Giving credit where due – Ikamvanites honoured for their commitment

Giving credit where due – Ikamvanites honoured for their commitment

Wits Volunteers Programme – giving credit where it is due

 

Wits Volunteers programme honoured with certificates students that are making the institution proud

 in the nation building projects in and around Johannesburg.

“Are you the change you want to see in your community?” – Moipone

“Volunteering is changing the future by making a difference today – act upon what you think is right.” – Peter

IkamvaYouth volunteers had an awesome evening.

SPW Report Launched!

SPW Report Launched!

 

As the regular followers of our blog will know, IkamvaYouth’s national committee met for a full week at the Grail Centre to reflect on the last 12 months, plan for the next, and share our skills, knowledge, and experience.

Thanks to Marie Sutherland-Lawless and Catherine Scott, the notes that were made throughout the week have been transformed into a beautiful report, available to download here. The appendices include our financial controls, performance reviews policy, and IY-in-a-box presentation.

SPW_Report-1.pdf

SPW_Report_Appendix.pdf

The report provides a comprehensive overview of all we covered, and outlines our plans for 2011 and beyond.

Watch out education crisis…here come the Ikamvanites!

When learning meets acting

When learning meets acting

Saturday the 18th of September 2010 was dedicated to a 3 hours cleanup on Long Beach in Noordhoek.

 

12 learners from the Masiphumelele branch, fully equipped with yellow bags, have been tracking abandoned rubbishes from human activities. Last year, they counted 3 600 different types of objects. Among those items they all found products that humans denigrated to put into a bin.

 

From glass bottles to heaters, passing through cotton buds, or lollipop sticks, plastic bags, wood logs, are the daily life of migratory and local birds.

“We do not inherit the earth from our ancestors: we borrow it from our children” Antoine de Saint-Exupéry.

How does poverty perpetuate poverty? How can the youth break the cycle?

How does poverty perpetuate poverty? How can the youth break the cycle?

Some people come from poor families and because of that they have to leave school and find jobs to support their families at an early age. when you leave school at an early age the is no way you can find a good job so that means you wont get out of poverty you are making it worse. having a low-paying job increases poverty because you wont meet all your basic needs.

Lack of health can also perpetuates poverty because if the breawinner is sick and cannot afford the medicine  then there will be no one who can provide for the family.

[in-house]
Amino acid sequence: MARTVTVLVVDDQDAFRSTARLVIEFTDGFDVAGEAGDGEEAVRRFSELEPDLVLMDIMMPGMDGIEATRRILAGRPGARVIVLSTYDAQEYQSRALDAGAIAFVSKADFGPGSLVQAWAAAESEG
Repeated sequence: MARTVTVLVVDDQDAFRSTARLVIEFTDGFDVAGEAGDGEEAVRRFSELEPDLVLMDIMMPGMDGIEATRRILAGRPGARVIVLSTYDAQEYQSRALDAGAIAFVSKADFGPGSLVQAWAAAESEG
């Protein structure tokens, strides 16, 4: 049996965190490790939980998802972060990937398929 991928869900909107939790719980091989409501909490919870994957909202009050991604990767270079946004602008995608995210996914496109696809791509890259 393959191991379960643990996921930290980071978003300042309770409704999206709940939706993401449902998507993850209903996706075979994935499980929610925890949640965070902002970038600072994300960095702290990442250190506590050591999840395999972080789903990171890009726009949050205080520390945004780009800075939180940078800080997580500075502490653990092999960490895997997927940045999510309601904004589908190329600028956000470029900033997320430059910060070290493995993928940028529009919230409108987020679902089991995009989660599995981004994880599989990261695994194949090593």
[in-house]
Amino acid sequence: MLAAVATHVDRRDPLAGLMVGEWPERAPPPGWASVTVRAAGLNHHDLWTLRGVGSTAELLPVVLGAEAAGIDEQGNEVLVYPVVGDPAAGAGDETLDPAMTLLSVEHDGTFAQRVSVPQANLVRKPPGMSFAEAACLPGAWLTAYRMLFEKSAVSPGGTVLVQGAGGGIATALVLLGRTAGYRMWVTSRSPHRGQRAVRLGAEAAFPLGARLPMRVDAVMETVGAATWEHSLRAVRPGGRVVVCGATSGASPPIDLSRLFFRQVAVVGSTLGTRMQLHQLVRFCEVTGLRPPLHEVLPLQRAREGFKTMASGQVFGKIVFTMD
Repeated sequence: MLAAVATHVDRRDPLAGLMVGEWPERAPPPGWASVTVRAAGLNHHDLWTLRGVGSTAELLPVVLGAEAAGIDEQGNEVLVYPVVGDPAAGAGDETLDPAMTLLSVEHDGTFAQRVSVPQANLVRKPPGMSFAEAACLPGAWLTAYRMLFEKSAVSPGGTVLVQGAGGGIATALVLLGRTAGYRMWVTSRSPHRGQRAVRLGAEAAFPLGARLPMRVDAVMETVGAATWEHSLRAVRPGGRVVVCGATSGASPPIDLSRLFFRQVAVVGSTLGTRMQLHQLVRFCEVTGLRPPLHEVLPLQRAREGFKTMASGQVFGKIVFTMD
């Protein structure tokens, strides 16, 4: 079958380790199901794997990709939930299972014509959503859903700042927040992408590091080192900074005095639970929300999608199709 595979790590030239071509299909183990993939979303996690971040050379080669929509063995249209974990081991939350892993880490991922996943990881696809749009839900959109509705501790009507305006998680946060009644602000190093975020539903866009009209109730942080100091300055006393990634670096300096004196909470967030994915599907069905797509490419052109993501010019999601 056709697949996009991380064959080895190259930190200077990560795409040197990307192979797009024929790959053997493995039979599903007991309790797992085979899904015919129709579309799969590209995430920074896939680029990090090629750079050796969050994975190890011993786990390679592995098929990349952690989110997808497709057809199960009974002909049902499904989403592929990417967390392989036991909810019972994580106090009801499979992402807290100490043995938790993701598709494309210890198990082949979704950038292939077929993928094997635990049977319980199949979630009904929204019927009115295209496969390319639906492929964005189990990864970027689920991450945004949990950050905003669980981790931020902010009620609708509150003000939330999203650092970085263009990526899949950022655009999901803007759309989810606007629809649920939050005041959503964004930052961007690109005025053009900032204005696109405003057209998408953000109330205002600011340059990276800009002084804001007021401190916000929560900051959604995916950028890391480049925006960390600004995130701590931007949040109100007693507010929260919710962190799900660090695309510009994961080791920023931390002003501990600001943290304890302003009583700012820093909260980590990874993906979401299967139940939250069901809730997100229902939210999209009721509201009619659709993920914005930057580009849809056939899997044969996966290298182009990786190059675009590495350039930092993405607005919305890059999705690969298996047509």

Some children lack the information about their careers so they end up doing nothing after thier matric. The government must try to open centers in townships that will help he youth to learn about careers.

Unemployment also perpetuates poverty because some people are unskilled therefore they wont be employed without skills.

The youth can break the cycle by not letting the poverty destroy them. They can go out there and try to find more knowledge. All they have todo is to work hard at school and do better so that they can get bursaries to further their education. the youth can write letters to government about thier issues that they struggle to ovrcome in their education. The youth must inform the government that ther must be people who can bring them careers indabas where they can get more ideas on what they want. There must be more organisations in townships like ikamva because they are scarce.

Joining organisations can break the poverty cycle and the voices of the youth can be heard by the government. Lets us change the situation the we living in and be empowered. 

Whats in the bones – Ikamvanites visits Sci-Bono

Whats in the bones – Ikamvanites visits Sci-Bono

 

Sci-Bono – the largest science centre in Southern Africa, opened its arms and dug deep into their pockets to give Ikamvanites the unforgettable lessons of their lives. Free transport, tour to the centre, visit to Palaeo Sciences at Wits University and a goodies box to top it all, what more to ask for this season of goodwill.

Tour to the centre – What? Can you cycle a stationary bicycle to generate power enough to light your bulb, play your TV and radio, to switch on your fan and remember if you stop cycling then you invite load shedding into your seating room. I think South Africa can be the healthiest nation in the whole world; do you share the same sediments?

 

Survival of the fittest in the animal kingdom – watching a video on a big screen highlighting the co-existence between crocodiles and hippos in the dams, the hunters and the hunted, struggling for water and survival helped the children to empathise with other animals.

 Bubbling maths concepts – Mrs Bubbles (the clown) took time out to teach maths in the funniest way ever imagined. If you think maths is hard and boring, think again or get hold of Mrs Bubbles’ manual for making maths teaching fun.

 

What’s in the bones – Traditional healers throw bones to read messages from the ancestors. Palaeontologists study bones to close the gaps within different stages of evolution and to answer questions of origin, because if we don’t know where we come from we will never know where we are going to. Vuyiswa and Alex took Ikamvanites through an exciting story of fossils and origins of human kind.  

And the show goes on – trip to Sci-Bono inspired endless debates and discussions from the bus until IvoryPark.